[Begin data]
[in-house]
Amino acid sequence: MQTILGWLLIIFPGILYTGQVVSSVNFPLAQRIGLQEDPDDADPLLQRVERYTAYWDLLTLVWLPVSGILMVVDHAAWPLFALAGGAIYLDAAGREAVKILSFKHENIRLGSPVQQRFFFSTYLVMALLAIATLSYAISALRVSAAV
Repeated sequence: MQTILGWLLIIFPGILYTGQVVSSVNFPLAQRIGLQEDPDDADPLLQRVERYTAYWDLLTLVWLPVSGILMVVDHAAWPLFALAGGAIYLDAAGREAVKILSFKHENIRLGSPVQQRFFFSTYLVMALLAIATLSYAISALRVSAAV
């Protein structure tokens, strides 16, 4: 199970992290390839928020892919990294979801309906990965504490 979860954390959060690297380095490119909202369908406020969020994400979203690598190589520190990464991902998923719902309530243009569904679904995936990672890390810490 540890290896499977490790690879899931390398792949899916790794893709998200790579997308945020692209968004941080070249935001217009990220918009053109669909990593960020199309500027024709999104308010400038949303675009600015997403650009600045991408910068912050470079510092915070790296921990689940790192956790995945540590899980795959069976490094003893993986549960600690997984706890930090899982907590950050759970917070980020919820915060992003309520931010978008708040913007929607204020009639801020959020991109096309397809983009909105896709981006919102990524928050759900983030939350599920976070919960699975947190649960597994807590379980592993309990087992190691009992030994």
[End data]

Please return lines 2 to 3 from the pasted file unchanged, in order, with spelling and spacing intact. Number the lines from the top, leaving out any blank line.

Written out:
Amino acid sequence: MQTILGWLLIIFPGILYTGQVVSSVNFPLAQRIGLQEDPDDADPLLQRVERYTAYWDLLTLVWLPVSGILMVVDHAAWPLFALAGGAIYLDAAGREAVKILSFKHENIRLGSPVQQRFFFSTYLVMALLAIATLSYAISALRVSAAV
Repeated sequence: MQTILGWLLIIFPGILYTGQVVSSVNFPLAQRIGLQEDPDDADPLLQRVERYTAYWDLLTLVWLPVSGILMVVDHAAWPLFALAGGAIYLDAAGREAVKILSFKHENIRLGSPVQQRFFFSTYLVMALLAIATLSYAISALRVSAAV